Dirk, if you're still following this thread, can you elaborate on the 404? Where is that code stored?

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LWC

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First of all, I've updated my post (and also the one where I gave my entire robots.txt).
Basically, I've realized that it's absured to enter "/lior/" in my robots.txt because robots.txt is supposed to store existing links for files and folders.
Anyway, if you look at my new .htaccess quote, you'd see why it's probably better with "rewrite" (because it's two lines and uses "or" - can you do this with your method?).

Now, Dirk has nothing to do with 404 (other than providing nice text). Although some sites probably default to 404.php, you still better ensure this with, again, .htaccess:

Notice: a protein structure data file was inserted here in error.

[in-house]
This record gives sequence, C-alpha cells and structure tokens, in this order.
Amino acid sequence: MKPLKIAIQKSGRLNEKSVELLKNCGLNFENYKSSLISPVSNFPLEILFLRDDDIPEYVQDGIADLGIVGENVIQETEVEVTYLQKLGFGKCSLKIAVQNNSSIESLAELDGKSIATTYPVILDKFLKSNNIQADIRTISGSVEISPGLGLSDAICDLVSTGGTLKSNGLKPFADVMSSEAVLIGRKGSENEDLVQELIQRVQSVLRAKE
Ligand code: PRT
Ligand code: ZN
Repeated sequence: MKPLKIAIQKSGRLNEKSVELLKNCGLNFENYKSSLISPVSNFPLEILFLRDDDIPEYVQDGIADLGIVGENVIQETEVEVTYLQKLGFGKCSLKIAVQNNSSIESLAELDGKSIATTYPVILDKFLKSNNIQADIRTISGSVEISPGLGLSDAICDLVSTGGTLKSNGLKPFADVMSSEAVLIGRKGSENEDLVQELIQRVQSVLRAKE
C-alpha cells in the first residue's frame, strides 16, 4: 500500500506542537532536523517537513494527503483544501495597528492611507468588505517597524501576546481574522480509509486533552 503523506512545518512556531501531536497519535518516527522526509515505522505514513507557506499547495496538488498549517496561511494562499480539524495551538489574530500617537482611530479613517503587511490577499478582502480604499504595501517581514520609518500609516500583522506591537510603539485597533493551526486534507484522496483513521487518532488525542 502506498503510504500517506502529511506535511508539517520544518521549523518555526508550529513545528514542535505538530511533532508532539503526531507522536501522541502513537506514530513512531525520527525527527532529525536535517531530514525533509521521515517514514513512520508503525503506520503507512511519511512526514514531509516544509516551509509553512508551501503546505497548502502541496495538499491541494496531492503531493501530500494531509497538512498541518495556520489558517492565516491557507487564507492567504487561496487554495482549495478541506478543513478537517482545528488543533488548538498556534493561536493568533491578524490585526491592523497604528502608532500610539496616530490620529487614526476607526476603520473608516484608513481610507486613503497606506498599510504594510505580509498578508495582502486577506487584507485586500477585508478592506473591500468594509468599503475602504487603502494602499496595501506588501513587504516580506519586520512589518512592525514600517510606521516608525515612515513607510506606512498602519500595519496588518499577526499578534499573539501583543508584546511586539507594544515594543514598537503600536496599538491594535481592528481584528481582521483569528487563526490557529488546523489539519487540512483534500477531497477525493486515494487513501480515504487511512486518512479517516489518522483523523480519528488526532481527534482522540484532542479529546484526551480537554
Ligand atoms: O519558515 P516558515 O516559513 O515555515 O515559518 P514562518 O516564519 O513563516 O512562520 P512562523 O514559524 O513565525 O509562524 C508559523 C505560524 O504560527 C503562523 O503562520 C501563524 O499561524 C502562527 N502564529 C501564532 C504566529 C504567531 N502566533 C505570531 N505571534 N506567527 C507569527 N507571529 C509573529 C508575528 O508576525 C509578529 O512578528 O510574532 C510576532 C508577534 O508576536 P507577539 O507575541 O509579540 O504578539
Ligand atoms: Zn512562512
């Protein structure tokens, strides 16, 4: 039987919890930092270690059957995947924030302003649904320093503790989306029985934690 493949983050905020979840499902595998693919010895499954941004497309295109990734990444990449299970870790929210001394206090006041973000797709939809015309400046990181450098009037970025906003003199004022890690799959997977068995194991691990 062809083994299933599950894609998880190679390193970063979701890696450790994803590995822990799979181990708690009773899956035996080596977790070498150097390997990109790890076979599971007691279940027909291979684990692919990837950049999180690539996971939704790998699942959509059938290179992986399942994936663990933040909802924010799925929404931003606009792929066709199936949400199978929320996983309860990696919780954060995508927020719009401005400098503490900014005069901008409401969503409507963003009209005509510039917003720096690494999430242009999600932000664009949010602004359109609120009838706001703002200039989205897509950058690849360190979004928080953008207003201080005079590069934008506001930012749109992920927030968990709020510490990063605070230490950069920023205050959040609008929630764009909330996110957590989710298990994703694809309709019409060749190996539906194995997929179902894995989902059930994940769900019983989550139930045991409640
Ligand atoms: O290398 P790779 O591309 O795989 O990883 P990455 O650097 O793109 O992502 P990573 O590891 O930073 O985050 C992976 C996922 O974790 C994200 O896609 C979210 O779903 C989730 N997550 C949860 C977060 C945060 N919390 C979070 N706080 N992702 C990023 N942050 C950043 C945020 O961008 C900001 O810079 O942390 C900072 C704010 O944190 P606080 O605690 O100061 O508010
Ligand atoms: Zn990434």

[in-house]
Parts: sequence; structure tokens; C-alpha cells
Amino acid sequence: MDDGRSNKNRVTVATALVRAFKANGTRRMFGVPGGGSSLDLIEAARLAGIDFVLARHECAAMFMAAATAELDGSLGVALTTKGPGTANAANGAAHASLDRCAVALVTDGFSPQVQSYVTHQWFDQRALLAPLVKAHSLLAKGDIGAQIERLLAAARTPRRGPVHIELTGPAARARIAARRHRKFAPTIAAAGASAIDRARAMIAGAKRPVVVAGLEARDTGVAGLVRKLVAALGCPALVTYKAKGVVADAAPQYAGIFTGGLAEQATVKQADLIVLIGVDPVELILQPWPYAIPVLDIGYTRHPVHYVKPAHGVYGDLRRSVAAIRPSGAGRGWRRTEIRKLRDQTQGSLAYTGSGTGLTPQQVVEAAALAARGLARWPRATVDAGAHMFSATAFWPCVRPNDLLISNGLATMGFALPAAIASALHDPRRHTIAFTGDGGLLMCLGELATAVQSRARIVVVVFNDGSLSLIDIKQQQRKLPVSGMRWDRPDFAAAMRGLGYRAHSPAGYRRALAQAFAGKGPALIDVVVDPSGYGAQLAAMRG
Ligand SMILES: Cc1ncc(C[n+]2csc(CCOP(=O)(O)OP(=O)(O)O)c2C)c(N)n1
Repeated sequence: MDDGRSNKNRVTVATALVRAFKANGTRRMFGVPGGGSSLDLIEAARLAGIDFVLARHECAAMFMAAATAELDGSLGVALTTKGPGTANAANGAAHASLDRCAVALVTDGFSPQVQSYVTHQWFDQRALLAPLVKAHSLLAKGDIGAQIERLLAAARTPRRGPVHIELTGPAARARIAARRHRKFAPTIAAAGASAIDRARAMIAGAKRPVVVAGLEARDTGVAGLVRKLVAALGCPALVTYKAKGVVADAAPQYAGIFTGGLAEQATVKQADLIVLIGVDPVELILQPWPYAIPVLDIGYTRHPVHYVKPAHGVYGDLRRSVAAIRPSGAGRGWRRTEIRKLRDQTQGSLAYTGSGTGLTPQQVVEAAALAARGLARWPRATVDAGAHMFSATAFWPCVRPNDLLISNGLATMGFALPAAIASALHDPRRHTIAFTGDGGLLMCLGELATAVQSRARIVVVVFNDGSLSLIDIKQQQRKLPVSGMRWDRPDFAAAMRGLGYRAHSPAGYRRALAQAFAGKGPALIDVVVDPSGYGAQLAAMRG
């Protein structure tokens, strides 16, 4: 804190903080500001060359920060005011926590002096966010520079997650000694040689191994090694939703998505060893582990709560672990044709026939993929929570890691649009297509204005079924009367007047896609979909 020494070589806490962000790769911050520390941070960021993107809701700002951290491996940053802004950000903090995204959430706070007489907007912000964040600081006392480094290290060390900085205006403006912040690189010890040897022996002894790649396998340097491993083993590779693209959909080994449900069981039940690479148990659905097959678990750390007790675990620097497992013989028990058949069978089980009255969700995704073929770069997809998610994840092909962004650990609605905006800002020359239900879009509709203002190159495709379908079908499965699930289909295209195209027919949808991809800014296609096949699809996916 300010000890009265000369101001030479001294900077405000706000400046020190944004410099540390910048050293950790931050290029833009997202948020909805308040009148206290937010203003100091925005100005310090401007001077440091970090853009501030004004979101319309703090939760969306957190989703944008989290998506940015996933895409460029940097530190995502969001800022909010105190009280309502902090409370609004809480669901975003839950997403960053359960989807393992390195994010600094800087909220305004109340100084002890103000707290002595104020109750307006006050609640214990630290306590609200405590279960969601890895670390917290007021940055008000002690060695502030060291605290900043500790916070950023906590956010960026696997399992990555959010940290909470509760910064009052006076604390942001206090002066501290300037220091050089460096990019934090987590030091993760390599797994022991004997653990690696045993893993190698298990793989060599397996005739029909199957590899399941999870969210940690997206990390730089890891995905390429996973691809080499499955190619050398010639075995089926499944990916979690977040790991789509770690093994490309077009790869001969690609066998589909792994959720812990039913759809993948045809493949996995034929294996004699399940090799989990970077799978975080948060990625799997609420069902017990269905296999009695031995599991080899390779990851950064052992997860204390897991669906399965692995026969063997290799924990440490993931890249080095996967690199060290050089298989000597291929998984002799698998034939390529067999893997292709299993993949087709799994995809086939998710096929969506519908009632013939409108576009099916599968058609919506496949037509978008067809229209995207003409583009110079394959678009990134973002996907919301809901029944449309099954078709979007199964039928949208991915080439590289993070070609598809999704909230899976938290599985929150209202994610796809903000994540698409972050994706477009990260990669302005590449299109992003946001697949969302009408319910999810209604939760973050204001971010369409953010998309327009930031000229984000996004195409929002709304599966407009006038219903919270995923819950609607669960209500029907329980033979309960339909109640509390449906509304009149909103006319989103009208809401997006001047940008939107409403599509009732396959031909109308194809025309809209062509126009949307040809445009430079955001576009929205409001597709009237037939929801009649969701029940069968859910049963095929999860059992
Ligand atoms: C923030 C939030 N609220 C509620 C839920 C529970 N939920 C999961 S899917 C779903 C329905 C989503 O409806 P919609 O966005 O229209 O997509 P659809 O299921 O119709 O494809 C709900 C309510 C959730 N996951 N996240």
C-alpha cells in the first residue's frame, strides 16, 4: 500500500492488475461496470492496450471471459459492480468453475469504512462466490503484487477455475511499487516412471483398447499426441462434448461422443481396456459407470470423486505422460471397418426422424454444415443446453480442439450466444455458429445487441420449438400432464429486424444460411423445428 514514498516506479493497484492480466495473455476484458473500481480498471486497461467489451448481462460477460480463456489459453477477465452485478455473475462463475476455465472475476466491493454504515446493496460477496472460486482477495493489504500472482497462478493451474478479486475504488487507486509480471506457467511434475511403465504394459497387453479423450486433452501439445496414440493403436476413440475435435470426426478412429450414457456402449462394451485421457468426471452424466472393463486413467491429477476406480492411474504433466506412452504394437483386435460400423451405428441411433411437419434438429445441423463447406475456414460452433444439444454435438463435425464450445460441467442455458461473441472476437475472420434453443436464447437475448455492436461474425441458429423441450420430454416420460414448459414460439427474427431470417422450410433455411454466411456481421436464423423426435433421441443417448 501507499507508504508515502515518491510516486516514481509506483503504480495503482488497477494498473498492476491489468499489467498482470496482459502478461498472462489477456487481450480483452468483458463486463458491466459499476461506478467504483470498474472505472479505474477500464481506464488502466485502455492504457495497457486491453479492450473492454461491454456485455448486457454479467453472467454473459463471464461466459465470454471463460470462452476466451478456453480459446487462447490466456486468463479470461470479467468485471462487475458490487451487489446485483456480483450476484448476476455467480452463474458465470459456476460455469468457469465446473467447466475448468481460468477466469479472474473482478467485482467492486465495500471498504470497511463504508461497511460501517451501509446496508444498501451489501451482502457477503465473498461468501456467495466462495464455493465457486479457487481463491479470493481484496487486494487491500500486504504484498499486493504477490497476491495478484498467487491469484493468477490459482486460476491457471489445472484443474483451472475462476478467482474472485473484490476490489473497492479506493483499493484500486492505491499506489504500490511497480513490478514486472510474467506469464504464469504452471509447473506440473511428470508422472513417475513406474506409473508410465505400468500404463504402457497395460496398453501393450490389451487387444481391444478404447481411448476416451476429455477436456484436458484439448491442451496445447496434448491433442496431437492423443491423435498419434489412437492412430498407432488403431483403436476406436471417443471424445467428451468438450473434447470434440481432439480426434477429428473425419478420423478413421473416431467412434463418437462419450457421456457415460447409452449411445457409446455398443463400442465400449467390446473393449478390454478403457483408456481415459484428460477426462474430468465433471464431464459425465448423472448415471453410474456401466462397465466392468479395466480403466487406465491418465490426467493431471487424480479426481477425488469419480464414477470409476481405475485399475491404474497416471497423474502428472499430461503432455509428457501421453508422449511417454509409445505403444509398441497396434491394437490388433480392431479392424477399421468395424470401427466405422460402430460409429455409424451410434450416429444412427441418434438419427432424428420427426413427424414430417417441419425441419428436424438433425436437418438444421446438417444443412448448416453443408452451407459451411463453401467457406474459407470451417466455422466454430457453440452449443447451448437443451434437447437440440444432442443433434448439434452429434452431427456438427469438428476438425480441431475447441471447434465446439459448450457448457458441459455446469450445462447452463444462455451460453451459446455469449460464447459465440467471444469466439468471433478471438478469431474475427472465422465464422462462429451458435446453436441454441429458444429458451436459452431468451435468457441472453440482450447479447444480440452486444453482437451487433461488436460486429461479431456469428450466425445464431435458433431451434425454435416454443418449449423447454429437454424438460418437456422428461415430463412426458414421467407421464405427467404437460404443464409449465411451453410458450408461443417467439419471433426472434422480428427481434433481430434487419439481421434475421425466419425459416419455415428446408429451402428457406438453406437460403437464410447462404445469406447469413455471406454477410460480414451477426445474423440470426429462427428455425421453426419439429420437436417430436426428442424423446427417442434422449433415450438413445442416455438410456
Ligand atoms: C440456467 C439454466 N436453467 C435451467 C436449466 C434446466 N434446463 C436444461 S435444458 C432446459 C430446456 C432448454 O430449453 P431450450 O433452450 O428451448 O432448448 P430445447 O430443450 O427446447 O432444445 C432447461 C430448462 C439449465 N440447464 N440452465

[quote another snippet from my .htaccess]
ErrorDocument 404 /404.php
[/quote]
So it has to send back a real 404 error. Do you have a site or a software that shows you http responses (that means official errors and not just the text output)? I've tried one and indeed it officialy said "404".

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RickW

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Quote by LWC: First of all, I've updated my post (and also the one where I gave my entire robots.txt).
Basically, I've realized that it's absured to enter "/lior/" in my robots.txt because robots.txt is supposed to store existing links for files and folders.
Anyway, if you look at my new .htaccess quote, you'd see why it's probably better with "rewrite" (because it's two lines and uses "or" - can you do this with your method?).